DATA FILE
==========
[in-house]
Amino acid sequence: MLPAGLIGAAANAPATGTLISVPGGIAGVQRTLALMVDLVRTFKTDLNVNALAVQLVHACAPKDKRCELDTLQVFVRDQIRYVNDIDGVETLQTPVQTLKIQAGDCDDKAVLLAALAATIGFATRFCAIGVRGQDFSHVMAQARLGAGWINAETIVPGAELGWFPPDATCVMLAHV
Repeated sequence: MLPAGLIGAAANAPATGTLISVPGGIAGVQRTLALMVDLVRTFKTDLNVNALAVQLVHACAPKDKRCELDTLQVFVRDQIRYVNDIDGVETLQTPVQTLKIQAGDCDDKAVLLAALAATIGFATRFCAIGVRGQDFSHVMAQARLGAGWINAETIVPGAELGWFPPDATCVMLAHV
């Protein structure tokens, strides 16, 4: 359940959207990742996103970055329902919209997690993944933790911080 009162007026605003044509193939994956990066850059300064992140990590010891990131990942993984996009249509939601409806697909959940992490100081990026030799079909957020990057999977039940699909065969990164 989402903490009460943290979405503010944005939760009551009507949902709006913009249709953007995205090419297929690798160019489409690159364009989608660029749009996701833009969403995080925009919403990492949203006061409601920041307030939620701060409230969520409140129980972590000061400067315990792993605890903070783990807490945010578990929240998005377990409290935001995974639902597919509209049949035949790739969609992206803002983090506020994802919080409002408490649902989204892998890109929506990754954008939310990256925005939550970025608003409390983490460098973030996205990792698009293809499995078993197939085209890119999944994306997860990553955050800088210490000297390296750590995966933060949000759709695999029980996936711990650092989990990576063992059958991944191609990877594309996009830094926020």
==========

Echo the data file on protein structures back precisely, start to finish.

[in-house]
Amino acid sequence: MLPAGLIGAAANAPATGTLISVPGGIAGVQRTLALMVDLVRTFKTDLNVNALAVQLVHACAPKDKRCELDTLQVFVRDQIRYVNDIDGVETLQTPVQTLKIQAGDCDDKAVLLAALAATIGFATRFCAIGVRGQDFSHVMAQARLGAGWINAETIVPGAELGWFPPDATCVMLAHV
Repeated sequence: MLPAGLIGAAANAPATGTLISVPGGIAGVQRTLALMVDLVRTFKTDLNVNALAVQLVHACAPKDKRCELDTLQVFVRDQIRYVNDIDGVETLQTPVQTLKIQAGDCDDKAVLLAALAATIGFATRFCAIGVRGQDFSHVMAQARLGAGWINAETIVPGAELGWFPPDATCVMLAHV
């Protein structure tokens, strides 16, 4: 359940959207990742996103970055329902919209997690993944933790911080 009162007026605003044509193939994956990066850059300064992140990590010891990131990942993984996009249509939601409806697909959940992490100081990026030799079909957020990057999977039940699909065969990164 989402903490009460943290979405503010944005939760009551009507949902709006913009249709953007995205090419297929690798160019489409690159364009989608660029749009996701833009969403995080925009919403990492949203006061409601920041307030939620701060409230969520409140129980972590000061400067315990792993605890903070783990807490945010578990929240998005377990409290935001995974639902597919509209049949035949790739969609992206803002983090506020994802919080409002408490649902989204892998890109929506990754954008939310990256925005939550970025608003409390983490460098973030996205990792698009293809499995078993197939085209890119999944994306997860990553955050800088210490000297390296750590995966933060949000759709695999029980996936711990650092989990990576063992059958991944191609990877594309996009830094926020």